Ocean acidification could cost the world up to $1 trillion annually, warns UN report
Friday, October 10, 2014, 1:30 PM - At the United Nations Convention on Biological Diversity meeting earlier this week, scientists sounded the alarm about the potentially devastating impact of ocean acidification - global warming's 'evil twin' - and the billions, if not trillions of dollars it could cost the world economy every year by the end of this century.
Although ocean acidification has been called global warming's evil twin, they really should be referred to as partners in crime. Both consequences of the burning of fossil fuels and the resulting release of carbon dioxide into the atmosphere, neither is expected to be beneficial for us or many other species of life on this planet. Carbon dioxide traps more heat in the atmosphere, which adds more energy to our weather patterns and disrupts the climate system, but it also gets absorbed by the oceans. There, it combines with sea water to form carbonic acid, which is slowly changing the acidity level of the ocean from slightly alkaline towards neutral. That may not seem like a big problem, but many forms of life in the ocean depend on that 'slightly alkaline' environment to form their shells and skeletons, and for proper reproduction.
According to this UN report, delivered the UN Convention on Biological Diversity in Pyeongchang, South Korea, the amount of carbon dioxide dissolved in the world's oceans has risen by around 26 per cent since pre-industrial times. This has caused the ocean's pH level to drop from 8.2 down to 8.1, and if we continue to release billions of tons of CO2 into the atmosphere that amount will continue to rise and the pH of the ocean water will continue to drop. As the video below shows, just that 0.1 pH difference over the past 150 years or so has been enough to 'tip the scales' of the mineral balance in the water, to a point where the ocean environment is on the cusp between shell building and shell dissolving.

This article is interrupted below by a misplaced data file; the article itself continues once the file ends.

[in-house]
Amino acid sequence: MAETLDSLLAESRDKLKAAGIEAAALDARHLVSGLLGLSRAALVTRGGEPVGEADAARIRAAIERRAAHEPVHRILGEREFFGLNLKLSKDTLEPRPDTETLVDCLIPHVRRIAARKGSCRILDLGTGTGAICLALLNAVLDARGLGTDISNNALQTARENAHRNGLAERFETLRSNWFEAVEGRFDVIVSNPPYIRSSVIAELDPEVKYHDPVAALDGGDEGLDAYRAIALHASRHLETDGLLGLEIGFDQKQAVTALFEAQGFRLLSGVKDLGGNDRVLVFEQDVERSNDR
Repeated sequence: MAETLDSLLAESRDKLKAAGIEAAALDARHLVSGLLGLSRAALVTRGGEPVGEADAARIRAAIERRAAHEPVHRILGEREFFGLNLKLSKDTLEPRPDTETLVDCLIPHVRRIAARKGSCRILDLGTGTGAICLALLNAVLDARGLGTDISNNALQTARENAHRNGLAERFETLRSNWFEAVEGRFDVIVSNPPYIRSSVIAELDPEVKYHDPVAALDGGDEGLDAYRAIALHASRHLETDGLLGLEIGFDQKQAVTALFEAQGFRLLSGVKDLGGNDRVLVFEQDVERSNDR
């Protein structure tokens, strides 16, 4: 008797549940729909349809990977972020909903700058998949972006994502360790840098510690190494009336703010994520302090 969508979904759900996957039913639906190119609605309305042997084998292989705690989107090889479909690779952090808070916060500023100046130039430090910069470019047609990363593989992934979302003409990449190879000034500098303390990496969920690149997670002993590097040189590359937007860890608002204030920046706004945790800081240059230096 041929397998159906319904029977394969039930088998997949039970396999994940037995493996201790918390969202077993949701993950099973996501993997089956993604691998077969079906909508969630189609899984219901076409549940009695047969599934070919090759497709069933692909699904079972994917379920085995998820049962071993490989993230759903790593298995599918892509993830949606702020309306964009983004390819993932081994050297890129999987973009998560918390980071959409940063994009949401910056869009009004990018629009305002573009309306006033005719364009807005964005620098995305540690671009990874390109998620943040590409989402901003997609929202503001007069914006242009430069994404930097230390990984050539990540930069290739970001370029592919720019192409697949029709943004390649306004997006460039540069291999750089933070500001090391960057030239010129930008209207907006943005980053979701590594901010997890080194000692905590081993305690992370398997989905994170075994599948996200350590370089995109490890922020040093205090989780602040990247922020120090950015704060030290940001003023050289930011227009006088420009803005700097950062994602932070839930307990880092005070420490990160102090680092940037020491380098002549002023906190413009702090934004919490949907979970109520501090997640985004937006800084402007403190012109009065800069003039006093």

CLICK BELOW TO WATCH: "For pteropods, corals, and other species that depend on shells and exoskeletons, ocean acidification will lead to a decreasing availability of dissolved calcium and carbonate, the chemical building blocks they use to make their shells and skeletons."
"When ecosystems stop delivering the way they should, they essentially deliver less services and less benefits," said Salvatore Arico, the Programme Specialist for Biodiversity at the UN Educational, Scientific and Cultural Organization (UNESCO), according to a UN statement. "In the case of coral reefs, those systems are essential for people’s livelihoods in many regions of the world and they will be significantly affected."
"While $1 trillion may sound like a huge figure, but we need to consider the benefits derived from marine biodiversity to many major industries," Arico added. "Ocean acidification will greatly affect food security in the coming years, as well as tourism and other industries such as the pharmaceutical industry which relies on many marine organisms."
The report emphasizes that the ocean acidification that we've already caused by the added carbon dioxide is 'damage done' and cannot be reversed. However, slowing our release of more carbon dioxide into the atmosphere from fossil fuel burning, and eventually stopping altogether, will also slow and then halt this continued acidification of the oceans. This will, at the very least, help us to avoid the worst impacts to our global economy and our way of life.